MAMP + Mac Lion + WordPress + FTP + auto update: The ultimate (?) solution

The times they are a-changin’.

This post seems to be older than 5 years—a long time on the internet. It might be outdated.

If you are like me, you have been searching forever to get the auto update for plugins and core up and running in your WordPress install in MAMP PRO version 2 on your Mac running Lion. Since the MAMP forums don’t seem to provide much support on the topic, I’m going to share how I made it work for me.
Please don’t expect me to fix it for you if it doesn’t work for you! I’m not a command-line kind of guy and most likely won’t be able to answer any of your questions. Just try this approach if you’re desperate enough – for me it worked like a charm!

Original source: (Thanks a bunch!) URL disappeared from the internet lately. 🙁
Terminology: Folder or directory or dir = all the same thing here.

1. Premises

  • You have MAMP PRO 2.something installed on your Mac. (It might work with just MAMP [no PRO] or in any version before 2, but I’ve only done it in this particular version.)
  • Your Mac runs OS 10.7.3 Lion. (Again, anything before that or later might work, but I’ve only done it on that particular version.)
  • Your user account on your Mac has admin rights, meaning you can install software (you won’t have to, don’t worry) and things like that. If you’re the only user on your Mac, there’s a 99.99% chance you’re fine.
  • You have WordPress installed in a subfolder of your Sites folder. Therefore, the path to your WordPress folder on your Mac looks similar to this: /Users/YourMacUsername/Sites/your-wordpress-root-folder
    • …where YourMacUsername is your username, of course. If your real name is Peter, it might be Peter or peter or whatever. So, whenever you see YourMacUsername here, you know what to replace it with, right?
    • …and your-wordpress-root-folder is the root folder of your WordPress install. (That’s is the folder where you find your wp-config.php file, remember?) If you have installed WordPress just out-of-the-box, the name of your-wordpress-root-folder is actually wordpress.

Savvy so far?

2. What to do

  • READ THIS POST ONCE FROM TOP TO BOTTOM AND UNDERSTAND IT BEFORE YOU START DOING ANYTHING! It can be a major pita finding yourself in the middle of making modifications on your computer you don’t understand and deciding you’d rather revert them. So read first, then start doing something.
  • Open the wp-config.php file in your WordPress root folder and find the lines at the end of the file where it says:
    /** Absolute path to the WordPress directory. */
    if ( !defined('ABSPATH') )
    	define('ABSPATH', dirname(__FILE__) . '/');
  • Anywhere BEFORE those lines add this:
    define('FS_METHOD', 'direct');

    This will prevent WordPress form asking for your FTP credentials when running the automatic update process.

  • Save and close the wp-config.php file.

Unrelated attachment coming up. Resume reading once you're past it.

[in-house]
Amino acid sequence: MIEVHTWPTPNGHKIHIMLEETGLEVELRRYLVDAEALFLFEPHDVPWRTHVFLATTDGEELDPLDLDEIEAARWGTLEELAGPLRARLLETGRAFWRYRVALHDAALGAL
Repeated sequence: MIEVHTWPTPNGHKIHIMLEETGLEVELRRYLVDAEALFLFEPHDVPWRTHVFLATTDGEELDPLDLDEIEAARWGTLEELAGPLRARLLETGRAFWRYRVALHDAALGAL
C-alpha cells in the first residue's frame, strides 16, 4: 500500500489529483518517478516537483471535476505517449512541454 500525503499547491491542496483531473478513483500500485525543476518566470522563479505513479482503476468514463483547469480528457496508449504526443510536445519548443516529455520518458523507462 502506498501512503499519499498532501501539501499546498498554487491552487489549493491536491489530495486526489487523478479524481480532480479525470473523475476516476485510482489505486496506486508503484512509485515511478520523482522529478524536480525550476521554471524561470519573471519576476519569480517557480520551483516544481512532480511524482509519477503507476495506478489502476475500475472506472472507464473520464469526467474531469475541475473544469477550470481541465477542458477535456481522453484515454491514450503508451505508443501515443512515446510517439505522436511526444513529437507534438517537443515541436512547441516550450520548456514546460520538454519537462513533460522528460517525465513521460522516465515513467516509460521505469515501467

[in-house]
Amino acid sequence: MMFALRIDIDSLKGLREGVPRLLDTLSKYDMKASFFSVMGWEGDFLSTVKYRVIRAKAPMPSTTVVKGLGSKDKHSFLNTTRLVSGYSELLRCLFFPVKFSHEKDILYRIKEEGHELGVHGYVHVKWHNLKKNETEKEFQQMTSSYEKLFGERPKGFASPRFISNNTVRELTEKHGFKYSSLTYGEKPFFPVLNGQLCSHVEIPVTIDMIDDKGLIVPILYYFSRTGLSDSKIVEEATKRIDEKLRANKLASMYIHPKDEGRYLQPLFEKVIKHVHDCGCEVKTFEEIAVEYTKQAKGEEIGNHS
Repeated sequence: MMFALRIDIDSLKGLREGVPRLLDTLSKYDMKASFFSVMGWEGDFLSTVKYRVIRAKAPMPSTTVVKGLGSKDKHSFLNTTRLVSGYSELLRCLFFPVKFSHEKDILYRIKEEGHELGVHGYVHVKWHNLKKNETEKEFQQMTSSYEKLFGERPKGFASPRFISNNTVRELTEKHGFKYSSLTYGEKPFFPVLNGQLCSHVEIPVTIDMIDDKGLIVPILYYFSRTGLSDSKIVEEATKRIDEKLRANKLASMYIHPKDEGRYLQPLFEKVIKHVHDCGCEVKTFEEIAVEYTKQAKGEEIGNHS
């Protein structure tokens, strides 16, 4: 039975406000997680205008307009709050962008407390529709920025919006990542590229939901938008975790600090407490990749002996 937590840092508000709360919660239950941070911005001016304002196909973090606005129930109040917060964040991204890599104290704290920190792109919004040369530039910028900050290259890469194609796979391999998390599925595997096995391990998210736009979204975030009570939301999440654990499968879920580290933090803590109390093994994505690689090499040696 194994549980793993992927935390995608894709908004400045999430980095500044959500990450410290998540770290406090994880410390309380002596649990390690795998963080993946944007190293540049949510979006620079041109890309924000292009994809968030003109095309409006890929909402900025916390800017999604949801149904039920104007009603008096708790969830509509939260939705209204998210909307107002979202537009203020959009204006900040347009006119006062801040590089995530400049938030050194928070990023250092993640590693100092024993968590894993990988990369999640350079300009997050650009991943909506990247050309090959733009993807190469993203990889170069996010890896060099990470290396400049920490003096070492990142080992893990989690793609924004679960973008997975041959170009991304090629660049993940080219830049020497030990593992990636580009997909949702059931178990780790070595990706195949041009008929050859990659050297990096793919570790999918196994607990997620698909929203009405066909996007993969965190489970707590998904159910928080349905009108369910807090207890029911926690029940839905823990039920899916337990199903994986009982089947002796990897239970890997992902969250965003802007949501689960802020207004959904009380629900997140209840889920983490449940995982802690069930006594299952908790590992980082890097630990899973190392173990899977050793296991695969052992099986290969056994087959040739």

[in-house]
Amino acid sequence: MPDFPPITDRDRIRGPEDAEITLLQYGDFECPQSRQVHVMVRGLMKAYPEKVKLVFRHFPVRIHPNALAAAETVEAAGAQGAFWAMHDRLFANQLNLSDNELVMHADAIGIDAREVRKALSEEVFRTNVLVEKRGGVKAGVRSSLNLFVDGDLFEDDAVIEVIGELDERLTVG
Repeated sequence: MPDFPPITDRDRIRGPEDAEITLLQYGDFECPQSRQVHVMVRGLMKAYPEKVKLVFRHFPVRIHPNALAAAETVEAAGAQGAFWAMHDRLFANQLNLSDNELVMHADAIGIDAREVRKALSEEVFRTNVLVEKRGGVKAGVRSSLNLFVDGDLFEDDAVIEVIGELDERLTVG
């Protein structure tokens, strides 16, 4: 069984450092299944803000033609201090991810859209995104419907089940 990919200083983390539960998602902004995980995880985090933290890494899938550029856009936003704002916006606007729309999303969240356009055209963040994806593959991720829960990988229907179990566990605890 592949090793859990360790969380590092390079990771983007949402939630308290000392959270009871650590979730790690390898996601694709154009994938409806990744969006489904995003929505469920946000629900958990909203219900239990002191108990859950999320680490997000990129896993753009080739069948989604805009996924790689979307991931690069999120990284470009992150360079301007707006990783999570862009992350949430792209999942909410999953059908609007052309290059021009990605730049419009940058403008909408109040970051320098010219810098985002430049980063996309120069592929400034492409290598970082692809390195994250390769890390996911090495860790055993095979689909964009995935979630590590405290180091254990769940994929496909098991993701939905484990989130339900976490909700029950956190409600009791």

• Open the Terminal application on your Mac. I hate it, too, just do it. If you don’t know where it is, do a search for Terminal in your Finder.
  • You have to type several things into the Terminal window now. If you’re like me, you would just paste them there. In order to do so, write out the following lines in a text editor first (TextEdit, Coda, whatever) and make the changes you have to apply; then paste them into the Terminal window one by one and hit Enter after each one.
    1. Type in cd /Users/YourMacUsername/Sites and hit Enter. Remember to replace YourMacUsername appropriately!
    2. Type in: sudo chown -R :_www your-wordpress-root-folder Remember to replace your-wordpress-root-folder appropriately! Then hit Enter.
    3. You’ll be prompted for your password by the Terminal now. Just type in the password of your Mac user account (not WordPress account!!). Don’t worry if your password doesn’t show up while you’re typing, that’s fine. When you’ve typed it out, hit Enter. The Terminal just jumps to the next line. Don’t worry about anything left of the $ sign.
    4. Type in: sudo chmod -R g+w your-wordpress-root-folder Remember to replace… you know the deal by now, don’t you? Then hit Enter.
  • Finished. Try to run an auto update in your WordPress install now. For example, update a plugin that needs to be updated, or delete one that needs to be deleted. But beware: from now on WordPress will not ask you twice before updating or deleting files, it’ll just go straight ahead and do what you told it to do! (This doesn’t affect your normal workflow when you edit posts or pages, of course. The editor will act just as it it did before and double-ask for allowance before applying any changes.)

Hope this helps a lot of you out there. Again, if you run into trouble, please don’t let me know – as I said, I won’t be able to fix it for you. If you find a better solution or any modifications to this one that might be useful for others, please don’t hesitate to post them here.

8 thoughts on “MAMP + Mac Lion + WordPress + FTP + auto update: The ultimate (?) solution

  1. Your fix worked easily and quickly. The problem is nasty and took hours to research. Thanks

  2. Thank you very much! Been searching for over a day for this fix and it worked! Thanks for the well written, easy-to-follow instructions.

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